Always believe in God’s gameplan
What would you do if you were a high school football player whose coach sent in a play which called for you to run the ball to your opponent’s end zone and score for the other team? It has happened! It happened to me!
With seven seconds left in the game, Milton High School was leading Roswell High School 16-14. At stake was a birth in Georgia’s 4A playoffs. Milton had the ball on Roswell’s 40 yard line. All they had to do was run out the clock on the next play and they would win the game by two points.
Coach Peter Paul sent in the play to the quarterback which was me. You will never believe what Coach Paul wanted us to do. The play was for me to hand the ball to the tailback Andrew Yarbrough and for him to run as fast as he could for the other team’s end zone and score.
“Coach has gone NUTS!” protested my center, Jody Moss. So, while the argument went on in the huddle, a delay-of-game penalty was called on Milton, my team. Finally we lined up, I handed the ball off to Andrew and he ran 55 yards in the wrong direction. He laid down in Roswell’s end zone and waited for the clock to expire with practically everyone on the field and in the stadium bewildered. I could even hear my father screaming, I thought he was going to ground me for the rest of my life for calling that play. The result was a two point safety for Roswell. Score tied. Time expired.
Was Coach Paul CRAZY? Was he out of his mind for calling such a play? You see, in order for us to have made the playoffs, we needed to beat Roswell by four or more points. After thinking about the chances of going 40 yards on one play or kicking a field goal from that distance, he decided that overtime was our best bet.
What was the result of our coach making that call? We won in overtime 22-16, on a third down, two yard run by Andrew Yarbrough. Andrew finished the game with minus 29 yards for the night but we won and we went to the 1st Round of the Georgia High School Football Class 4A playoffs.
Andrew later received a full-ride scholarship to attend college by playing football at Cumberland College in Kentucky. As for our team in the playoffs, we lost to Southwest Dekalb County High School. Who was the Quarterback for the Southwest Dekalb football team? None other than Quincy Carter! I have no problems telling people that I was the loosing quarterback in that playoff game especially when Quincy almost won the Heisman Trophy while he was at the University of Georgia and is now a quarterback in the N.F.L.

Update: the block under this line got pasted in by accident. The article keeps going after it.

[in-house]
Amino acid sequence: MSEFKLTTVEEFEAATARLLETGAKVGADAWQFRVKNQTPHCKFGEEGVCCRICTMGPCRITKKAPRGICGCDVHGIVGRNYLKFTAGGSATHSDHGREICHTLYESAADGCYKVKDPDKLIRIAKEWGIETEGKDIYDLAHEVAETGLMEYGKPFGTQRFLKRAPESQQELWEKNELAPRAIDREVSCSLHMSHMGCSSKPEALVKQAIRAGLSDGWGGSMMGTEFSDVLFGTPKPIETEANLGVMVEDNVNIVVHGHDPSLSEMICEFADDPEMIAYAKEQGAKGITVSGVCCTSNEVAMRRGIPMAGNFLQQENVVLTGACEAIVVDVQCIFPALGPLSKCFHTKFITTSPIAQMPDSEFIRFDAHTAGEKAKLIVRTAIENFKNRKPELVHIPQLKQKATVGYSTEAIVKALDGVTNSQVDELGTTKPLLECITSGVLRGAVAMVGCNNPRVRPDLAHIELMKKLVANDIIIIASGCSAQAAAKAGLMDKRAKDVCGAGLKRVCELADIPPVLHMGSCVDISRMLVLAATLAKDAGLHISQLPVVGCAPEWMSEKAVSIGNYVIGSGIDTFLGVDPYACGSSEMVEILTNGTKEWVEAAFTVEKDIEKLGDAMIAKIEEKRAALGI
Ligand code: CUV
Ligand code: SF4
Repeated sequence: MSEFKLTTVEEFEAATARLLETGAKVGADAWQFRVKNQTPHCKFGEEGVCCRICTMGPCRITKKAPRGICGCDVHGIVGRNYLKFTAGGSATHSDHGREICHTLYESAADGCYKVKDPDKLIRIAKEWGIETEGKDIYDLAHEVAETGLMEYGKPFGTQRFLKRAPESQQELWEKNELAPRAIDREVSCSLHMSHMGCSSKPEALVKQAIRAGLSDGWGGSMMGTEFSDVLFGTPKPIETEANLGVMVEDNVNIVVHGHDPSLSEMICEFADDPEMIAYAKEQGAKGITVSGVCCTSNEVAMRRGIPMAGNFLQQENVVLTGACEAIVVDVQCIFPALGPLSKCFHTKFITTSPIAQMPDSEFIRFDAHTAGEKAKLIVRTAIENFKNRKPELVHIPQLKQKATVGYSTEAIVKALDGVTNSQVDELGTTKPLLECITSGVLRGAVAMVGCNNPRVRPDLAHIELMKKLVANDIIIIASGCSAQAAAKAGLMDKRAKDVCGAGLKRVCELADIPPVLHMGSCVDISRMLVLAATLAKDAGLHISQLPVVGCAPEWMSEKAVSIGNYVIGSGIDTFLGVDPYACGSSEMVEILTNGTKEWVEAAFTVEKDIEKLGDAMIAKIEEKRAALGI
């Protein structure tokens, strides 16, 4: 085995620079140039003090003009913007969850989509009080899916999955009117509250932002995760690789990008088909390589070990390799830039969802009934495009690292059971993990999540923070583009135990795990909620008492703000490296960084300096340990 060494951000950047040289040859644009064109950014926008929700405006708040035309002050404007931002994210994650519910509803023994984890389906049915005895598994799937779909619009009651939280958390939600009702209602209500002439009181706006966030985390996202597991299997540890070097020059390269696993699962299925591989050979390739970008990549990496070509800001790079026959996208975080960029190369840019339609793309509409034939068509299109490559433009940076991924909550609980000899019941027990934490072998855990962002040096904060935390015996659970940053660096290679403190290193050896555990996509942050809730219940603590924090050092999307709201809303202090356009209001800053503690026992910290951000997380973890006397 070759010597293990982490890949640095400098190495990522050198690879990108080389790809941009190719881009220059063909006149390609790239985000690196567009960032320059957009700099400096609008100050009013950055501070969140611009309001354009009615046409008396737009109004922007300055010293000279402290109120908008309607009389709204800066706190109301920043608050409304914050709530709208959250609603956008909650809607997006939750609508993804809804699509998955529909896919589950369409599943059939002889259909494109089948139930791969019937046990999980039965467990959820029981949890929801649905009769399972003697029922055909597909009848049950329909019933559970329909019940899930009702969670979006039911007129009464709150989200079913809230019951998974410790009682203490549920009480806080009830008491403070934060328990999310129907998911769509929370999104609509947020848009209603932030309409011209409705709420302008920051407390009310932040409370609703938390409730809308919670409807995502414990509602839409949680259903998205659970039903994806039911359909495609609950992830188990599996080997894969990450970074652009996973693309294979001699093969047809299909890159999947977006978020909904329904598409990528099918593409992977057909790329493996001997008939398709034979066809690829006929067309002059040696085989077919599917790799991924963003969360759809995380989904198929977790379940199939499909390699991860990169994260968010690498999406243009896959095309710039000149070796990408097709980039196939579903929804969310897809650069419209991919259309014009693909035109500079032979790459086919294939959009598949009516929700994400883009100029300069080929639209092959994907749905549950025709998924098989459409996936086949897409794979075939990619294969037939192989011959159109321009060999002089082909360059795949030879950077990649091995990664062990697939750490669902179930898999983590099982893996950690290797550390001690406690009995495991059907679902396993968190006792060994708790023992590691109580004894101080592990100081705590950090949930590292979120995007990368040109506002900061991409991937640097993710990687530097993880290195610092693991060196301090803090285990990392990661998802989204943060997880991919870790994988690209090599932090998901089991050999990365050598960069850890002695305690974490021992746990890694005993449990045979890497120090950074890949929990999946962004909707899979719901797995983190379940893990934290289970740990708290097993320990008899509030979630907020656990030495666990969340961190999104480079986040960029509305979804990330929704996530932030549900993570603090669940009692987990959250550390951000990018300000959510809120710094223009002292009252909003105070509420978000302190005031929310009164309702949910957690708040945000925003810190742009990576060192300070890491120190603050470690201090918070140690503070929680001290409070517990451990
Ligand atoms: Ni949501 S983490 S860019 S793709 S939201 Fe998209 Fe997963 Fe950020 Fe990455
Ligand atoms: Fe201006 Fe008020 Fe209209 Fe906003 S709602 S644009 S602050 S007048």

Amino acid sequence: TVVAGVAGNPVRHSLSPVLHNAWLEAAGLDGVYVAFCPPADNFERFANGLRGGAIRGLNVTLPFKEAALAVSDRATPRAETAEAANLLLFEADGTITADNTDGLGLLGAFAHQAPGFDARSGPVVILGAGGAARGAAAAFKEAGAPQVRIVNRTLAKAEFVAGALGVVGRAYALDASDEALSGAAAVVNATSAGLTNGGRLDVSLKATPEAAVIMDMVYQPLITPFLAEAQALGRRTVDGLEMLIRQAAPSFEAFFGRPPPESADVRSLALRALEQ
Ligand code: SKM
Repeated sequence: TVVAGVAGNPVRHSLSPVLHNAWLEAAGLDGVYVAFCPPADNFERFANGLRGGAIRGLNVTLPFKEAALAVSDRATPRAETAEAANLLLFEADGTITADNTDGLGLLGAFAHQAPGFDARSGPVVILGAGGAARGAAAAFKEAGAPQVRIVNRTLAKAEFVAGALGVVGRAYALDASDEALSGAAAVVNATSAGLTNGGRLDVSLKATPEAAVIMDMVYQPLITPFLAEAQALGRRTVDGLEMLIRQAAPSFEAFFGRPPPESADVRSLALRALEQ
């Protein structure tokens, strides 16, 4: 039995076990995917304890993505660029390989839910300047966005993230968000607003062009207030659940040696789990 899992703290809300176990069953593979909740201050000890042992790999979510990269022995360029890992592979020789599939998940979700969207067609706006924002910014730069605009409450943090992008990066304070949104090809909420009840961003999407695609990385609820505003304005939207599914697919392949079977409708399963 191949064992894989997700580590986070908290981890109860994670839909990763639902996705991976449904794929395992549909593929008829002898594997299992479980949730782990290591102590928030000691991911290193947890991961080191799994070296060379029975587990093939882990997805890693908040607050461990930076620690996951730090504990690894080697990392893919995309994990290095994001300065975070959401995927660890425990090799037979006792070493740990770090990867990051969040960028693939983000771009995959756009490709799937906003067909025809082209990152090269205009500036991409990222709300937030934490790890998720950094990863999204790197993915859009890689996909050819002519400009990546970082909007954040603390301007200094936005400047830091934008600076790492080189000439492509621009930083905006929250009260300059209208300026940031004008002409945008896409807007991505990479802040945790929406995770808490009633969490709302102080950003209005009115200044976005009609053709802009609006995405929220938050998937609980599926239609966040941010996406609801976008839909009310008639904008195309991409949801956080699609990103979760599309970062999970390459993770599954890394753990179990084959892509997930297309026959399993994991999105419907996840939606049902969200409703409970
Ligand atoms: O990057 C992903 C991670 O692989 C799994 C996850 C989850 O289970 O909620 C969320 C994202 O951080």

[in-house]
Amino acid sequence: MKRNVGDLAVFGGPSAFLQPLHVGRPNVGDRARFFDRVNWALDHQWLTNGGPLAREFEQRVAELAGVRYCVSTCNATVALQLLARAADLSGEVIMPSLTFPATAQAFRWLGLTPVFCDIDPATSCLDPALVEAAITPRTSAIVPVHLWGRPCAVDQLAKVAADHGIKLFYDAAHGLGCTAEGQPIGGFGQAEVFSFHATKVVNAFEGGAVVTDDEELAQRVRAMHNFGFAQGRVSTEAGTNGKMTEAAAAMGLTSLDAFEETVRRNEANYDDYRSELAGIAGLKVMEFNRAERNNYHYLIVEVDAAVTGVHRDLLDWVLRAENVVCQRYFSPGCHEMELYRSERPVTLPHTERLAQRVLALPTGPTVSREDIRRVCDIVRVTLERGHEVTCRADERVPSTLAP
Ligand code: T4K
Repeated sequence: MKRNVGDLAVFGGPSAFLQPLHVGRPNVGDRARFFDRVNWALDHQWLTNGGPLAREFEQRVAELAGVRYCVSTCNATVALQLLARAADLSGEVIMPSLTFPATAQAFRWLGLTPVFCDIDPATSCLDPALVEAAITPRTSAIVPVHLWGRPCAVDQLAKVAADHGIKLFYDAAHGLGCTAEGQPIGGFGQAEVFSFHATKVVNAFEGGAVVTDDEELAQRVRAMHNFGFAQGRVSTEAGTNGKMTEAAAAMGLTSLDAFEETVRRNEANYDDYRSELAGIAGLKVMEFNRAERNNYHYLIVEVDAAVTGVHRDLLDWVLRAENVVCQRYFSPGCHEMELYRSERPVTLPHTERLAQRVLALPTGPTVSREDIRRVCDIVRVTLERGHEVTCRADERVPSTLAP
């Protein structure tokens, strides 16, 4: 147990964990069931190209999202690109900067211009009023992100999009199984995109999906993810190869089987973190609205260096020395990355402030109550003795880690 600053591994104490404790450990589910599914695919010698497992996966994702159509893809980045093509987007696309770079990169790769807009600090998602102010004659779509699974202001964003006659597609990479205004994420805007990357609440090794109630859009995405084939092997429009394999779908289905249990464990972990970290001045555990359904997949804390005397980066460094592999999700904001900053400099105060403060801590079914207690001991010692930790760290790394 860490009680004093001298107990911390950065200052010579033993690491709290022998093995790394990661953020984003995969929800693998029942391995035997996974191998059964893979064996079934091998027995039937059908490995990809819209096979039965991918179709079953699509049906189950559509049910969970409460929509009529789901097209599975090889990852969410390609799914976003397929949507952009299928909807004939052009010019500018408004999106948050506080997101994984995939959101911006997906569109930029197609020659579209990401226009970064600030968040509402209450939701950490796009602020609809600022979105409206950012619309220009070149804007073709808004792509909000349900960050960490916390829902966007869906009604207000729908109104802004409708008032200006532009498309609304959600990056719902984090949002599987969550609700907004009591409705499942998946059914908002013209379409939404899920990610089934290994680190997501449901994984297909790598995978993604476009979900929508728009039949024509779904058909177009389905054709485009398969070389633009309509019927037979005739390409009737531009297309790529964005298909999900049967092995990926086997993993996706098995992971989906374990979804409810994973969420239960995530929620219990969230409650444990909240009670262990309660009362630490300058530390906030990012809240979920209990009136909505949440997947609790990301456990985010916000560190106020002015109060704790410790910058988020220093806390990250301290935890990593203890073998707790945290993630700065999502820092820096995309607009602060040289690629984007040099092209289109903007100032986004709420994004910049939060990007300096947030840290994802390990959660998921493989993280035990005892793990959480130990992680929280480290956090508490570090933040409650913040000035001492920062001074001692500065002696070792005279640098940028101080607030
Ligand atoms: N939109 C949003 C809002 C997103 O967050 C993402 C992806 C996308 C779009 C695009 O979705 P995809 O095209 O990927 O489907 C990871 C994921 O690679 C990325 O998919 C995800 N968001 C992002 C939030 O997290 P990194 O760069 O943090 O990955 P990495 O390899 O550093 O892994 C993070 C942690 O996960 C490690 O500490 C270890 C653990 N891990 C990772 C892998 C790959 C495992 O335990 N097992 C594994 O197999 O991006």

The story of this game sounds a bit like the cross to me. God became a man, was pushed around by his enemies and was executed as a criminal by the Roman Governor of Palestine. Satan appeared to have won. Jesus of Nazareth was dead. His disciples were scattered. On the surface, it seemed like God had suffered a great defeat. Or had he?
Three days later, Jesus was alive from the dead. Over a period of 40 days, he showed himself to hundreds of people. Then, 51 days later, Peter had explained that it had all been a part of a divine strategy. He continued and cited Old Testament predictions, which had been fulfilled by the resurrection.
There you have it! A game plan that looked like to the entire world like craziness. One, which still mystifies disciples in our church-huddles and observers in the world stadium. But, the Son executed His Father’s call to perfection. He died on the cross to take care of our sin problem and was raised from the dead. Through God’s perfect strategy, which looked foolish to the onlookers, we have become victorious – we have become winners.
Unfortunately, though, there are many people today who are still unwilling to believe in the cross and in the resurrection of Jesus. They think that it is absurd to believe in something that far fetched. They try to explain that the resurrection never occurred and that we are fools for believing it. Call me a fool if you want, but I believe in the resurrection of Jesus with all my heart and soul.
God Bless and GOOOOO DAWGS,
Marshall Murphy – Pastor, First Christian Church of Demopolis